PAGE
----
Next, Dr. Amiel discussed how the architecture of UME curricula may be impacted by the Step 1 P/F shift. He predicted that the most significant architectural impact would be on dedicated study time for the Step exams. Schools may need to dedicate more time to Step 2 CK preparation, which will affect the senior curriculum. While it may be tempting to reduce the dedicated study time for Step 1 to create space for Step 2 CK preparation, students who experience difficulty with standardized testing may be put at greater risk of failing Step 1. Elective rotations may also be reduced, but these are important for residency interviews and gaining clinical experience. Ultimately, these issues may result in individualized study time/tracks for students.
With the potential changes to assessment methods, Dr. Amiel also anticipated that faculty development programs will need to provide new training to faculty. He emphasized this as an opportunity to reframe “assessment of learning” as “assessment for learning,” and to help faculty broaden their thinking about how to test medical knowledge early in the curriculum. He then discussed the potential impact of the Step 1 P/F shift on resources and resource management. As institutions have learned during the COVID-19 pandemic era, resources need to be used wisely, and the process of making changes to curricula (especially in terms of architecture, dedicated study time, and timing of exams) is resource-intensive. Parallel curricula for different graduating classes may be required, which can result in confusing messaging for students. Changes in testing may also require more resources dedicated to testing support.
To summarize, Dr. Amiel outlined UMSE’s likely reactions to some of the changes that anticipated to result from the USMLE Step 1 shift to P/F. Firstly, students may be required to take Step 2 CK earlier in their curriculum than they do now in order to obtain scores needed for residency applications. This would then require UME curricula to prepare students for the Step 2 CK earlier as well. Dedicated study time for Step 1 may be decreased, but new dedicated time would likely be introduced for Step 2 CK preparation. Schools that administer the Step 1 exam later in students’ training (like Columbia University) will need to consider shifting both the Step 1 and Step 2 CK exams earlier. Specialties may also begin to develop and administer their own exams to sort and rank applicants. If this occurs, curriculum design would be further impacted in order to help students be prepared and competitive for their desired specialties.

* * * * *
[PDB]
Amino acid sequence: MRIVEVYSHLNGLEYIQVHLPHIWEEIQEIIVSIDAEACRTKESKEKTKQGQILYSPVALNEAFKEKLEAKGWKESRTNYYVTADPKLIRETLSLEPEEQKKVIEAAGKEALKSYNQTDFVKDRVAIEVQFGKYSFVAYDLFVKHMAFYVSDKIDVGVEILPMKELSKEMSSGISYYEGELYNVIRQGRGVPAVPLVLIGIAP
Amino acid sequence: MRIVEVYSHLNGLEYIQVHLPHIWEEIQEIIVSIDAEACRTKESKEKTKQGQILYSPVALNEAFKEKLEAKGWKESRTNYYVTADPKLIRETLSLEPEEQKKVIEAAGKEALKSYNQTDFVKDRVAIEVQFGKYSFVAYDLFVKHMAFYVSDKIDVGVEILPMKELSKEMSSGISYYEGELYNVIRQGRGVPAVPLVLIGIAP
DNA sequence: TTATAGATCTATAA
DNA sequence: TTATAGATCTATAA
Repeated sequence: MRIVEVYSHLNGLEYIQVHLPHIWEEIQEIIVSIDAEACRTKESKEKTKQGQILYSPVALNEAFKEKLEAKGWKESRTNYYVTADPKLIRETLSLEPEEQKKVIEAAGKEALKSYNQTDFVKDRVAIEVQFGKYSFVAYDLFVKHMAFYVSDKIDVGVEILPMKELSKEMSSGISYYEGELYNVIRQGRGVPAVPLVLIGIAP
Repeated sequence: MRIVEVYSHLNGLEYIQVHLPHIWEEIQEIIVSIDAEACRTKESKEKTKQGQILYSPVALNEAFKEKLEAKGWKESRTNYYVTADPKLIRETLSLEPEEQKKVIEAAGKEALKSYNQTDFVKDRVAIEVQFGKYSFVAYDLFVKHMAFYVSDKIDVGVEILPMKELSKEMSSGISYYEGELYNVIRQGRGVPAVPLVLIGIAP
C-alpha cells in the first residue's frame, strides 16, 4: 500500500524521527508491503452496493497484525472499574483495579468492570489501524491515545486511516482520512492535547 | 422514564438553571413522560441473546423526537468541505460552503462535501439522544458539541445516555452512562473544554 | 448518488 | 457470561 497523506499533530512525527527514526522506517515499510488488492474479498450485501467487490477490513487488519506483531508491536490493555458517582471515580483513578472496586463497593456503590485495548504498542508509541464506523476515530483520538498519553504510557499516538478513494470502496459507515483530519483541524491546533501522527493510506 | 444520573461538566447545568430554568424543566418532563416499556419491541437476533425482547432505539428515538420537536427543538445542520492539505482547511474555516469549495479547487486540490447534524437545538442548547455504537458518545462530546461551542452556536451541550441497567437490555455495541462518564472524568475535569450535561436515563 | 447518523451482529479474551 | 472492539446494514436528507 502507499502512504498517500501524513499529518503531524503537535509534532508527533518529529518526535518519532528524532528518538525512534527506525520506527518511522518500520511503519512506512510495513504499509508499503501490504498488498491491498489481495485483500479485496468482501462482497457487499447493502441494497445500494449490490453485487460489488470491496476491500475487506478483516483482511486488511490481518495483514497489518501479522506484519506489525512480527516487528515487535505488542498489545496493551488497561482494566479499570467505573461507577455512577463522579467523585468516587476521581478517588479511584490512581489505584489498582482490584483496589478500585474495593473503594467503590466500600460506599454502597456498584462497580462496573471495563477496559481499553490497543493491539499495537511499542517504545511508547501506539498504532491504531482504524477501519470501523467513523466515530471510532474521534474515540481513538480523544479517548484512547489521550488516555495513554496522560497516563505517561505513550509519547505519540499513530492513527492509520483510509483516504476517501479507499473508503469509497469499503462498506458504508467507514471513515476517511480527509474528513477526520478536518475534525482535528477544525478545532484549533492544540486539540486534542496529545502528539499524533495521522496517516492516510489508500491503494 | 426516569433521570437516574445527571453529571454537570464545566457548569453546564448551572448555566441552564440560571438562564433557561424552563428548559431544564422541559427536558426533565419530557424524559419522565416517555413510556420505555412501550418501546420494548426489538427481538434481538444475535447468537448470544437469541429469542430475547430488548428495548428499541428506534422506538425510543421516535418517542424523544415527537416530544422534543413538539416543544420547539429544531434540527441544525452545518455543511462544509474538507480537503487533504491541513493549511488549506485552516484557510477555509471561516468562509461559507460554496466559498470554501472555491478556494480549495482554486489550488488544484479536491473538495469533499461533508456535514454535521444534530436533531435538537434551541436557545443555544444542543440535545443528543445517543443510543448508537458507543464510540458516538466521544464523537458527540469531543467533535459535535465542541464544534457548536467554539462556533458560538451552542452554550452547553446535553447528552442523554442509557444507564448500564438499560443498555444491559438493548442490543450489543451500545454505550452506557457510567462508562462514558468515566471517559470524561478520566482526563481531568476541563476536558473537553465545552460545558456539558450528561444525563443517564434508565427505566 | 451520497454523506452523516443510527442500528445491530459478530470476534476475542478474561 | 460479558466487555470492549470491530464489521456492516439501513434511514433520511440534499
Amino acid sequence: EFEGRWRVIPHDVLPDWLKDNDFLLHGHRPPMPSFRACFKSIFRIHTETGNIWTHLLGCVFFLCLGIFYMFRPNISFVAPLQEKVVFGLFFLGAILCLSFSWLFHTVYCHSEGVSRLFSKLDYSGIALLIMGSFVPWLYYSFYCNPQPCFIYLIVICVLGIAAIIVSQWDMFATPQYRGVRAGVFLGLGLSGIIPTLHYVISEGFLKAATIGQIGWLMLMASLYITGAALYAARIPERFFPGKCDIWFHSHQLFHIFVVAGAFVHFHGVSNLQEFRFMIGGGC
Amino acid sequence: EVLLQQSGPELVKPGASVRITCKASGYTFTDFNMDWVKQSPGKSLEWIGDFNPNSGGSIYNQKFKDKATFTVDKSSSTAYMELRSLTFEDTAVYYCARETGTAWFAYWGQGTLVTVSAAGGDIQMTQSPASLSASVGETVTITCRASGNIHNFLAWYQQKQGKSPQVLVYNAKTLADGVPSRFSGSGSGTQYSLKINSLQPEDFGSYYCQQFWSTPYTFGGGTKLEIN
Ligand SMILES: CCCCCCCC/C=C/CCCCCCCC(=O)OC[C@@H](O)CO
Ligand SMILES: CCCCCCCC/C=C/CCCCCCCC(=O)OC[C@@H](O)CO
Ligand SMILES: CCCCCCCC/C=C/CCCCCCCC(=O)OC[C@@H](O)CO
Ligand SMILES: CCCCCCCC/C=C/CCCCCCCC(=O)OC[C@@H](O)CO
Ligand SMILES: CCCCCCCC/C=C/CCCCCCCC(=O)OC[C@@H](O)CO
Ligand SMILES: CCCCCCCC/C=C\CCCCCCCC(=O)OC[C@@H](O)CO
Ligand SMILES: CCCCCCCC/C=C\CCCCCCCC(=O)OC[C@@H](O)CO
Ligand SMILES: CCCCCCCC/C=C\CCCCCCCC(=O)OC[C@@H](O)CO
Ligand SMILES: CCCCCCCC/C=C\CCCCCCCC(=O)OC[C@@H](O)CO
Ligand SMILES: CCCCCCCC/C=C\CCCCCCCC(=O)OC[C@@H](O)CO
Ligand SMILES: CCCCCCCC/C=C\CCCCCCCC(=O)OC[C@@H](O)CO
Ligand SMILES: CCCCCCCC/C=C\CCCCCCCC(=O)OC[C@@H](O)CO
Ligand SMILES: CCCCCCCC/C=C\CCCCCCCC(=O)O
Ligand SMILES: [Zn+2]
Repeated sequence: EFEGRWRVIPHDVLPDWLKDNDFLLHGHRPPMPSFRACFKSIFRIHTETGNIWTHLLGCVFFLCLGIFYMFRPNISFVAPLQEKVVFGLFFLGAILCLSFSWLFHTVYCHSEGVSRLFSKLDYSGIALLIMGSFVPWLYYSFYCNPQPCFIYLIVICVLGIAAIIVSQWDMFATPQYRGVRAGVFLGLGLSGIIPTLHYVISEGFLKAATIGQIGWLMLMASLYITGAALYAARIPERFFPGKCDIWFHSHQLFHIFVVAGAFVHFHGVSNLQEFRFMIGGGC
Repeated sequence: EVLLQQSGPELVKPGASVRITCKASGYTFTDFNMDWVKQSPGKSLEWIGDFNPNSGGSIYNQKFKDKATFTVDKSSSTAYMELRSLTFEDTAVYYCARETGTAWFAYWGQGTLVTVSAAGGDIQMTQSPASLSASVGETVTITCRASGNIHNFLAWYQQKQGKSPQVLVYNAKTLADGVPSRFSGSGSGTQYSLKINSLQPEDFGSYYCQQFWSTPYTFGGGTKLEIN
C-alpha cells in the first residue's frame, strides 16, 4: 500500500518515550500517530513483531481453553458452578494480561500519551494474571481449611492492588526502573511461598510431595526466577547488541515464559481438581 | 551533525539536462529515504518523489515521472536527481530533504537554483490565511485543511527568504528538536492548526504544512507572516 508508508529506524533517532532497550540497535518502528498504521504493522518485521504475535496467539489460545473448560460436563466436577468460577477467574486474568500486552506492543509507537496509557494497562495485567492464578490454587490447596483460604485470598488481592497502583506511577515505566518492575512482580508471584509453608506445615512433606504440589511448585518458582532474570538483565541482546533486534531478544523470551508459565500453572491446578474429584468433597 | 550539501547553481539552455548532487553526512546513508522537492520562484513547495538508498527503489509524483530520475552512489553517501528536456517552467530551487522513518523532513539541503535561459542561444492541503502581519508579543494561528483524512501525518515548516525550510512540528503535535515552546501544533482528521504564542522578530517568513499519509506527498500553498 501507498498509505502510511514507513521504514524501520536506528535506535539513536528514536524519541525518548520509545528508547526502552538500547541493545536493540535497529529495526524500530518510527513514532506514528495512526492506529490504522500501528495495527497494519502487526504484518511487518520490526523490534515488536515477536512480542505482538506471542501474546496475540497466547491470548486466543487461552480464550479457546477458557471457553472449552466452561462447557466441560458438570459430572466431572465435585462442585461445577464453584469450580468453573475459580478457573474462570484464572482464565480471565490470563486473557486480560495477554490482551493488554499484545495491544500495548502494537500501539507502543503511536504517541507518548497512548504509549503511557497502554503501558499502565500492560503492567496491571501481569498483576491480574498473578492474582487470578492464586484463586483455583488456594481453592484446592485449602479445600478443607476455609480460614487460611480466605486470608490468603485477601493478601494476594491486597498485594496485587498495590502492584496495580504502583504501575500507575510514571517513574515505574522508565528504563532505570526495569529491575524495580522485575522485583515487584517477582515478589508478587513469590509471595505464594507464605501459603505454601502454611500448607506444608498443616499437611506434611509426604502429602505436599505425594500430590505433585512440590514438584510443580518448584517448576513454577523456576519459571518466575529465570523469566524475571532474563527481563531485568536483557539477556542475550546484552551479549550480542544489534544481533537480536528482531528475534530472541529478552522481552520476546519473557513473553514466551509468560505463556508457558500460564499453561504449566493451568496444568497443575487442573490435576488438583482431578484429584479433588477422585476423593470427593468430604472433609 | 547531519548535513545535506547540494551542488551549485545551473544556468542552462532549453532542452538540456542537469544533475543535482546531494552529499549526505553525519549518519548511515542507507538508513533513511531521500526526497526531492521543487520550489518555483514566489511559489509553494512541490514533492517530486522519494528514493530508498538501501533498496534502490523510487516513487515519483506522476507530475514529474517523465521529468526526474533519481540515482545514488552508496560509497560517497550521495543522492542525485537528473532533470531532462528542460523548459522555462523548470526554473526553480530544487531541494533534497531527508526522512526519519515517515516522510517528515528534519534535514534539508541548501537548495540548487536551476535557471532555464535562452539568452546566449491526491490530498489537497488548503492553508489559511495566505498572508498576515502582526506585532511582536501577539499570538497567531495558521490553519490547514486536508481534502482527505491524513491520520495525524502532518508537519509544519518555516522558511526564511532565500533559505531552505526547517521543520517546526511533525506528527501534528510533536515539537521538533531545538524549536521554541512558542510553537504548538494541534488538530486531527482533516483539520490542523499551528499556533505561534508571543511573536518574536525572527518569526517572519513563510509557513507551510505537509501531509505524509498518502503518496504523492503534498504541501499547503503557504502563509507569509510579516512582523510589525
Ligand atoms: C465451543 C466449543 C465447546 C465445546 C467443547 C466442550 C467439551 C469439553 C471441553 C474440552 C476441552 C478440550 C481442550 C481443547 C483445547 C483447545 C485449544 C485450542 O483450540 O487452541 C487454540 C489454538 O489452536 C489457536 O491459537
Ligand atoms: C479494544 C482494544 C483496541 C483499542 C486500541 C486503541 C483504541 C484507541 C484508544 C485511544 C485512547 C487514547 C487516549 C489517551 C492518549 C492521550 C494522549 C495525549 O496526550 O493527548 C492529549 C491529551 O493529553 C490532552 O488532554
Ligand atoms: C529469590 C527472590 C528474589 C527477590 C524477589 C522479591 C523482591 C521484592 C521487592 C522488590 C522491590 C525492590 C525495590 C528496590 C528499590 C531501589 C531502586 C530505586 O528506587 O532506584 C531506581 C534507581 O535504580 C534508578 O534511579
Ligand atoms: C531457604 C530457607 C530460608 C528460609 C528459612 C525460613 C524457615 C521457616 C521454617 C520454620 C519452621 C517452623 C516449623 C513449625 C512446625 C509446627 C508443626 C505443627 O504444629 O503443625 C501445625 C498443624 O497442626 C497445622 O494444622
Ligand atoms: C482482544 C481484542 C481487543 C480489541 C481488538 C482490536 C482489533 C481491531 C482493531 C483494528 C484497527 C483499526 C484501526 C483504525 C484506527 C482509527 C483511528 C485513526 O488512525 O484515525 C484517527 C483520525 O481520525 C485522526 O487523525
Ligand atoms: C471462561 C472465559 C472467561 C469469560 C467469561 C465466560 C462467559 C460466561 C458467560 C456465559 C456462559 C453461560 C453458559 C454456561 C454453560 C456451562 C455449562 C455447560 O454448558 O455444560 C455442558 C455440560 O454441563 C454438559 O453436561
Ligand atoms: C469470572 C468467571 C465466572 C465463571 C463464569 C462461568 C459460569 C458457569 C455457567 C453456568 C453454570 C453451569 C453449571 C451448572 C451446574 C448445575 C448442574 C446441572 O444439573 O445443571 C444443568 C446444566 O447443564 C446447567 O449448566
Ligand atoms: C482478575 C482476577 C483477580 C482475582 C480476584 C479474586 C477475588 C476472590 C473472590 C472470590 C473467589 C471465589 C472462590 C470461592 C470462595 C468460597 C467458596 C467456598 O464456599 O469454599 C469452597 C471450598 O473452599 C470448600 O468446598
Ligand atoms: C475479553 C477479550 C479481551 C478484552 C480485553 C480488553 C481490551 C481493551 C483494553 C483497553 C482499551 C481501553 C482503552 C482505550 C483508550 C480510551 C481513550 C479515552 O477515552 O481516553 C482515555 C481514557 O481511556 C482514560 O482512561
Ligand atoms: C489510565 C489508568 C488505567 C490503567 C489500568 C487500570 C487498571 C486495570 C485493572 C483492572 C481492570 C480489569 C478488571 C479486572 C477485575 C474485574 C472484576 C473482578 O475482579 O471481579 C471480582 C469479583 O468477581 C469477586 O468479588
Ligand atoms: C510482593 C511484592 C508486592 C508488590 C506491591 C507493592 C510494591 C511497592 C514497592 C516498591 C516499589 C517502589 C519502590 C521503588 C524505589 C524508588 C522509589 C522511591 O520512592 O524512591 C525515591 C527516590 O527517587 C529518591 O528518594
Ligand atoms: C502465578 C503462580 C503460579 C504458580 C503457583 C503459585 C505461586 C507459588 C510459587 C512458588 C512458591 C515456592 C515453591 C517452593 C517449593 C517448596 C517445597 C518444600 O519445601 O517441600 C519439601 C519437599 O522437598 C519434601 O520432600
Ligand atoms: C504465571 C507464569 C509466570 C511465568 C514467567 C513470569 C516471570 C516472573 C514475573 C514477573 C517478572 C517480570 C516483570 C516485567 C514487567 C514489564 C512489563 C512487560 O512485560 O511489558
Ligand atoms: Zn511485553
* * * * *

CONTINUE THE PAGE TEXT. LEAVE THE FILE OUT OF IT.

Dr. Amiel suggested that shifting the USMLE Step 1 to P/F will be positive for medical education, but stakeholders must take care to mitigate any negative impacts that could result from the reactions to this shift. He stressed the importance of basing initiatives in education theory and best-practices to assess medical knowledge, promoting competency-based medical education. He also mentioned working with the NBME and USMLE program to establish optimal curricular times dedicated to the Step 1 exam as part of the gateway into the clinical phase of UME curricula. He suggested that students should be able to demonstrate their competency in a basic body of knowledge and some clinical reasoning skills before moving to clinic, and that, in its current form, the USMLE Step 1 itself may currently not be sufficient for this purpose. This raises the question of whether the USMLE Step 1 is even the optimal test for the transition from pre-clerkship training to the clinic. However, Dr. Amiel did stress that all parts of an assessment program should be designed to help further learner’s progress and learning, and should include experience with high-stakes assessments.
Finally, Dr. Amiel cautioned that any new methods of programmatic assessment should be mindful of holistic review and how generating data about learner performance may impact residency applications. In particular, institutions must be careful to employ anti-racist pedagogy and assessment practices to avoid increasing inequities and disadvantaging students who may not have had as many enriched educational experiences as others. Dr. Amiel concluded with the recognition that the USMLE Step 1 P/F shift will result in an abundance of scholarly activity opportunities.